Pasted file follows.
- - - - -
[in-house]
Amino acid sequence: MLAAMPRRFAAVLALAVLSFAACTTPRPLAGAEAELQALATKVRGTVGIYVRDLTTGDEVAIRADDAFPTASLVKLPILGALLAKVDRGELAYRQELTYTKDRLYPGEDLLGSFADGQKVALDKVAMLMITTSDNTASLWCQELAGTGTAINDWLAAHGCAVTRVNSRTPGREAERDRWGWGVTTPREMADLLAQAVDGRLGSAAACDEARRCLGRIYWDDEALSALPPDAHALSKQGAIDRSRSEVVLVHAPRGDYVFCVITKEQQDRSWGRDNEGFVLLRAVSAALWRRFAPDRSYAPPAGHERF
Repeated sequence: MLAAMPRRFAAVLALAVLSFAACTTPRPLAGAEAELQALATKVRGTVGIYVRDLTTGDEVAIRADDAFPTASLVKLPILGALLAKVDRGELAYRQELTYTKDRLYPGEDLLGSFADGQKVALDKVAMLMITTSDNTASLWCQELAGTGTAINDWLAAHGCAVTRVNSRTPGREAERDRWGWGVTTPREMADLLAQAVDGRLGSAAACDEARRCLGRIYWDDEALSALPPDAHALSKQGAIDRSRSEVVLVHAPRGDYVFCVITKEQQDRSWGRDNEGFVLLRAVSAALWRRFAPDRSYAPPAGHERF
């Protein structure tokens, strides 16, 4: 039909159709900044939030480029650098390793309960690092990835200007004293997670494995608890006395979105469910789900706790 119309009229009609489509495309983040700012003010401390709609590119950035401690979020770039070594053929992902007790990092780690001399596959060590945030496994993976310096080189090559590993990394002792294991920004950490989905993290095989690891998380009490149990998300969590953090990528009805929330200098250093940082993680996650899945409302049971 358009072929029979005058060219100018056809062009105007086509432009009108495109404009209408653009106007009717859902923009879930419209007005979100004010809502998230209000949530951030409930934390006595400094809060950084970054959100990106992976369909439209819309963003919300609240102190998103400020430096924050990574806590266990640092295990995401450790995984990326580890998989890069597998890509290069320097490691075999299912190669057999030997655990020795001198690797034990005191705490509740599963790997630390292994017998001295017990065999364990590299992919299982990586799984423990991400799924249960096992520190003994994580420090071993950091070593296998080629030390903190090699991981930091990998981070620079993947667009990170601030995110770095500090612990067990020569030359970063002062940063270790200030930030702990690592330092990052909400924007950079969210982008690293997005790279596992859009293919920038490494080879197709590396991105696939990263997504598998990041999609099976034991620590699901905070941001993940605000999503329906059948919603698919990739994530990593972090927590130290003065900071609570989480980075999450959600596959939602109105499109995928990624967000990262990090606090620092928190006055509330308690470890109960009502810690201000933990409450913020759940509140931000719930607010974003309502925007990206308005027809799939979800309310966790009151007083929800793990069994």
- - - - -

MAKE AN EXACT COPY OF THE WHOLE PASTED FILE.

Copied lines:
[in-house]
Amino acid sequence: MLAAMPRRFAAVLALAVLSFAACTTPRPLAGAEAELQALATKVRGTVGIYVRDLTTGDEVAIRADDAFPTASLVKLPILGALLAKVDRGELAYRQELTYTKDRLYPGEDLLGSFADGQKVALDKVAMLMITTSDNTASLWCQELAGTGTAINDWLAAHGCAVTRVNSRTPGREAERDRWGWGVTTPREMADLLAQAVDGRLGSAAACDEARRCLGRIYWDDEALSALPPDAHALSKQGAIDRSRSEVVLVHAPRGDYVFCVITKEQQDRSWGRDNEGFVLLRAVSAALWRRFAPDRSYAPPAGHERF
Repeated sequence: MLAAMPRRFAAVLALAVLSFAACTTPRPLAGAEAELQALATKVRGTVGIYVRDLTTGDEVAIRADDAFPTASLVKLPILGALLAKVDRGELAYRQELTYTKDRLYPGEDLLGSFADGQKVALDKVAMLMITTSDNTASLWCQELAGTGTAINDWLAAHGCAVTRVNSRTPGREAERDRWGWGVTTPREMADLLAQAVDGRLGSAAACDEARRCLGRIYWDDEALSALPPDAHALSKQGAIDRSRSEVVLVHAPRGDYVFCVITKEQQDRSWGRDNEGFVLLRAVSAALWRRFAPDRSYAPPAGHERF
């Protein structure tokens, strides 16, 4: 039909159709900044939030480029650098390793309960690092990835200007004293997670494995608890006395979105469910789900706790 119309009229009609489509495309983040700012003010401390709609590119950035401690979020770039070594053929992902007790990092780690001399596959060590945030496994993976310096080189090559590993990394002792294991920004950490989905993290095989690891998380009490149990998300969590953090990528009805929330200098250093940082993680996650899945409302049971 358009072929029979005058060219100018056809062009105007086509432009009108495109404009209408653009106007009717859902923009879930419209007005979100004010809502998230209000949530951030409930934390006595400094809060950084970054959100990106992976369909439209819309963003919300609240102190998103400020430096924050990574806590266990640092295990995401450790995984990326580890998989890069597998890509290069320097490691075999299912190669057999030997655990020795001198690797034990005191705490509740599963790997630390292994017998001295017990065999364990590299992919299982990586799984423990991400799924249960096992520190003994994580420090071993950091070593296998080629030390903190090699991981930091990998981070620079993947667009990170601030995110770095500090612990067990020569030359970063002062940063270790200030930030702990690592330092990052909400924007950079969210982008690293997005790279596992859009293919920038490494080879197709590396991105696939990263997504598998990041999609099976034991620590699901905070941001993940605000999503329906059948919603698919990739994530990593972090927590130290003065900071609570989480980075999450959600596959939602109105499109995928990624967000990262990090606090620092928190006055509330308690470890109960009502810690201000933990409450913020759940509140931000719930607010974003309502925007990206308005027809799939979800309310966790009151007083929800793990069994």